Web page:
Alberto's reply never got to the list so I cut and paste below.
It is a good one and completely clarifies the confusion between the names.
BTW I have had issues lately with my posts not coming back to me. Has anyone else been having problems with posts?
This is probably a question for Alberto Novo...is there a difference between resinopigmentype and resinotype? One of my students gave a talk on the resinopigmentype (complete with Novo's images) and I didn't have an answer for that.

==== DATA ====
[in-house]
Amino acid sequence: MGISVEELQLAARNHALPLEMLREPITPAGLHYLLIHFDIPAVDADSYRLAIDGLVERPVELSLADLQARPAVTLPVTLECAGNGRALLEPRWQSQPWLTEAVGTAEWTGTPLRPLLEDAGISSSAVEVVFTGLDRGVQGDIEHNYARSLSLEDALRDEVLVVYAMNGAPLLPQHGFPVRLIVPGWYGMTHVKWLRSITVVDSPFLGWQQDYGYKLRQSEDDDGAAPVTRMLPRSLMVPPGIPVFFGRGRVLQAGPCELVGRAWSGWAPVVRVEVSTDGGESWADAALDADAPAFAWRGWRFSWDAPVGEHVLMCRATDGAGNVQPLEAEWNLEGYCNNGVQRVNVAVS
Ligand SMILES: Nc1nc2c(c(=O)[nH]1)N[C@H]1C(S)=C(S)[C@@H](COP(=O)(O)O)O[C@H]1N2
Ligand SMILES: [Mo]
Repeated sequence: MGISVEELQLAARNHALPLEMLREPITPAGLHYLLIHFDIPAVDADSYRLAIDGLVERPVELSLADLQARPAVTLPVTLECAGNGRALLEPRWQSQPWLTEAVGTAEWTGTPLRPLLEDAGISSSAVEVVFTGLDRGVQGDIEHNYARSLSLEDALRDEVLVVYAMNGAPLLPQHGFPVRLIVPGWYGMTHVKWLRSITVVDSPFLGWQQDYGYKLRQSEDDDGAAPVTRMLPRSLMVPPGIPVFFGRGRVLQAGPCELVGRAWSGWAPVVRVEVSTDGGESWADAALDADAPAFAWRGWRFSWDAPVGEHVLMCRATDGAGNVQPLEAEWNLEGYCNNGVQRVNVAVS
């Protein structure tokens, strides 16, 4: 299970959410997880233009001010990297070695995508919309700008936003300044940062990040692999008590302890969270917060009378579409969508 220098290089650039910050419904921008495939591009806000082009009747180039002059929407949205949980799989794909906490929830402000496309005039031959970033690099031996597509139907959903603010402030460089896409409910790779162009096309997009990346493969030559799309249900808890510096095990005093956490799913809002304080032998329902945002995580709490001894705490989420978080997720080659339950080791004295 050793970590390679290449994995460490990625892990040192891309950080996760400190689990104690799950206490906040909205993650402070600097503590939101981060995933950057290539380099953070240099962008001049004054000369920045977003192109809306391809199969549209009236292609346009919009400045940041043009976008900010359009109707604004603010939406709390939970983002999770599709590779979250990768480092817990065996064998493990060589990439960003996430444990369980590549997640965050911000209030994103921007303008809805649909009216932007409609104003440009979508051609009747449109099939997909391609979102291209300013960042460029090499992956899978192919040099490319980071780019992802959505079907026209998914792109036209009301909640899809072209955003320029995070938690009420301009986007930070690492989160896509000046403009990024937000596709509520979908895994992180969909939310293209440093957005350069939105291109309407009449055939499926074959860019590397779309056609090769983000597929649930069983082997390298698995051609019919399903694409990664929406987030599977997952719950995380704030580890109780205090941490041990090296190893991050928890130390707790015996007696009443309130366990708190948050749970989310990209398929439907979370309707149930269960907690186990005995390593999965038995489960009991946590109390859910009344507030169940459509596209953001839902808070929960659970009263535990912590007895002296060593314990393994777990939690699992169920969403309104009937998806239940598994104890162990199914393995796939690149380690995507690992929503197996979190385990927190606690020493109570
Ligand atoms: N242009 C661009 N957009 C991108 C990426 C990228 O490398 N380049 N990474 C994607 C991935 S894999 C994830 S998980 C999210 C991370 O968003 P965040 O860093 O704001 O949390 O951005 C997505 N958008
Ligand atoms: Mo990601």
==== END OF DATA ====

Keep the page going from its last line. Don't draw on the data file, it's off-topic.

My answer is yes and no... YES: because Rodolfo Namias' resinotype was named "resinopigmentipia" (equivalent to "printing with resinous pigments") when he first announced his invention in October 1922, but about a year later he deposited the shorter name "resinotipia". This second name has been used in all his publications. Namias received Clerc in Milano showing him his process in June 1923, and Clerc reported an half page description of "résinopigmentypie" in his "La technique photographique" edited since 1926, although its name was changed in the meanwhile. Instead, both the Russians I.K. Laubert ("Photographic Recipes and Tables", 1931) and P.V. Klepikov ("Chromium salts Positive Processes", 1938) correcly report "resinotipia" (The Russian language prefers to write the phonetic instead of translating the foreign words). The same for Glafkides' "Chimie et Physique Photographiques", at least for the 1976 edition. Stricly speaking, the name "resinopigmentype" should so be abandoned. The confusion perhaps still lives owing to the Clerk's manual (see below). NO: if you want to distinguish among the original Namias' patended process (which claims for a "resinous and greasy" powder) and its imitations and variations. These last don't use resin or greasy substances and are more similar to the classic dusting-on or Sobacchi's process, using a gelatine substrate. I have been told that Michel Bertrand, on suggestion by Gérard Traquandi, experimented in 1985 some historic techniques and, with his background on pictures on ceramics, adapted Namias' resinotype. That process was named "résinopigmentypie" referring to the Clerc's manual. In 1993, Bertrand shared his knowledge with Alfons Alt, who in 2000 granted the European Publishers Award for Photography with his book "Bestiae", whose images were obtained with his process. Alt's resinopigmentype does not rely on resinous pigments, nor the gelatine is heated before dusting. It is shown and described in http://www.alfons-alt.com/alfonsalt-fr/Altotypie/resino.html (all in a row). I have had these information by Sebastien Jouanny, author in 2003 of a thesis with Jean-Paul Gandolfo and Alfons Alt on "Le résinopigmentype - Formulation et application du procédé sur support bois". Jouanny wrote that "Ce procédé nommé par son inventeur la Résinotypie, est désigné aussi sous le nom Résinopigmentype par exemple dans l'ouvrage de L. P. Clerc, La technique photographique, 2ème édition, Paul Montel, Paris, 1934, p.668. Nous prenons comme convention de conserver le terme résinotypie lorsque nous abordons la période antérieure à 1930. Sinon, nous utiliserons la dénomination résinopigmentype pour la période postérieure à 1930." Clearly, this statement does not take into account what Namias wrote in "Il Progresso Fotografico" about the renaming of his process. Alberto